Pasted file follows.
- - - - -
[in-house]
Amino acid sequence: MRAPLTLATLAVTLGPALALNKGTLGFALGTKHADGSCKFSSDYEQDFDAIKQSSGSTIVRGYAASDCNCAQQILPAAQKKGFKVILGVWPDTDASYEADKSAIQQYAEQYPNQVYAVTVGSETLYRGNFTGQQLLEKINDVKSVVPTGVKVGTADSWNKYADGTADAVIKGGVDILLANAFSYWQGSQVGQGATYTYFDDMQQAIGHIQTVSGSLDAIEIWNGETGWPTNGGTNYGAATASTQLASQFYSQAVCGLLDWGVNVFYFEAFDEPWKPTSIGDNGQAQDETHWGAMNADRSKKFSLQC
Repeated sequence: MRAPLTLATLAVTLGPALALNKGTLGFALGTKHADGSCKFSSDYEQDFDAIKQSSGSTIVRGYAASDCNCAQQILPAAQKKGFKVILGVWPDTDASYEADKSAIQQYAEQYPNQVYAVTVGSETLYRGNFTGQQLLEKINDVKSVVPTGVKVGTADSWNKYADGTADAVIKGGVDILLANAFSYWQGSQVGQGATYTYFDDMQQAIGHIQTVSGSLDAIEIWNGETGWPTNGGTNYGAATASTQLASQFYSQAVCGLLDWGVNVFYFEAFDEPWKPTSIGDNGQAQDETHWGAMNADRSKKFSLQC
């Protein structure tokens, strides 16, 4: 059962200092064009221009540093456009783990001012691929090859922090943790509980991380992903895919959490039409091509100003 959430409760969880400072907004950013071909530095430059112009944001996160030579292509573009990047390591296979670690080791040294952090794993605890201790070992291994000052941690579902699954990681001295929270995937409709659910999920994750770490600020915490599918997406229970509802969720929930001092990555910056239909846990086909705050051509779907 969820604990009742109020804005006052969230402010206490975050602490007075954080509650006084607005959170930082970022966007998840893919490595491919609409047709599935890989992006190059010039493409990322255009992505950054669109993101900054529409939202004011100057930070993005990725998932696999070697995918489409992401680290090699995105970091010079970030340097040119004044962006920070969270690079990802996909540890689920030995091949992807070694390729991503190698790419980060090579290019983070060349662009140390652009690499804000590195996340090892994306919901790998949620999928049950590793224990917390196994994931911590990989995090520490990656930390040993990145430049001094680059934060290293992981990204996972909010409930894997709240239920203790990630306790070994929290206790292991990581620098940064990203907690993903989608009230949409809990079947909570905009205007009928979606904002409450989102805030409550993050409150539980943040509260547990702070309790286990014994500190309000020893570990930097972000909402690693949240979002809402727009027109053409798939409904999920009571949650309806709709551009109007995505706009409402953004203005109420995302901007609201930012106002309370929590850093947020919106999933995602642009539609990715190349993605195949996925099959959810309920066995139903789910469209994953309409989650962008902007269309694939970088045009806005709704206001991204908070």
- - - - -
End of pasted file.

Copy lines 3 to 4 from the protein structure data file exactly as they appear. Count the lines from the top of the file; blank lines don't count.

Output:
Repeated sequence: MRAPLTLATLAVTLGPALALNKGTLGFALGTKHADGSCKFSSDYEQDFDAIKQSSGSTIVRGYAASDCNCAQQILPAAQKKGFKVILGVWPDTDASYEADKSAIQQYAEQYPNQVYAVTVGSETLYRGNFTGQQLLEKINDVKSVVPTGVKVGTADSWNKYADGTADAVIKGGVDILLANAFSYWQGSQVGQGATYTYFDDMQQAIGHIQTVSGSLDAIEIWNGETGWPTNGGTNYGAATASTQLASQFYSQAVCGLLDWGVNVFYFEAFDEPWKPTSIGDNGQAQDETHWGAMNADRSKKFSLQC
């Protein structure tokens, strides 16, 4: 059962200092064009221009540093456009783990001012691929090859922090943790509980991380992903895919959490039409091509100003 959430409760969880400072907004950013071909530095430059112009944001996160030579292509573009990047390591296979670690080791040294952090794993605890201790070992291994000052941690579902699954990681001295929270995937409709659910999920994750770490600020915490599918997406229970509802969720929930001092990555910056239909846990086909705050051509779907 969820604990009742109020804005006052969230402010206490975050602490007075954080509650006084607005959170930082970022966007998840893919490595491919609409047709599935890989992006190059010039493409990322255009992505950054669109993101900054529409939202004011100057930070993005990725998932696999070697995918489409992401680290090699995105970091010079970030340097040119004044962006920070969270690079990802996909540890689920030995091949992807070694390729991503190698790419980060090579290019983070060349662009140390652009690499804000590195996340090892994306919901790998949620999928049950590793224990917390196994994931911590990989995090520490990656930390040993990145430049001094680059934060290293992981990204996972909010409930894997709240239920203790990630306790070994929290206790292991990581620098940064990203907690993903989608009230949409809990079947909570905009205007009928979606904002409450989102805030409550993050409150539980943040509260547990702070309790286990014994500190309000020893570990930097972000909402690693949240979002809402727009027109053409798939409904999920009571949650309806709709551009109007995505706009409402953004203005109420995302901007609201930012106002309370929590850093947020919106999933995602642009539609990715190349993605195949996925099959959810309920066995139903789910469209994953309409989650962008902007269309694939970088045009806005709704206001991204908070």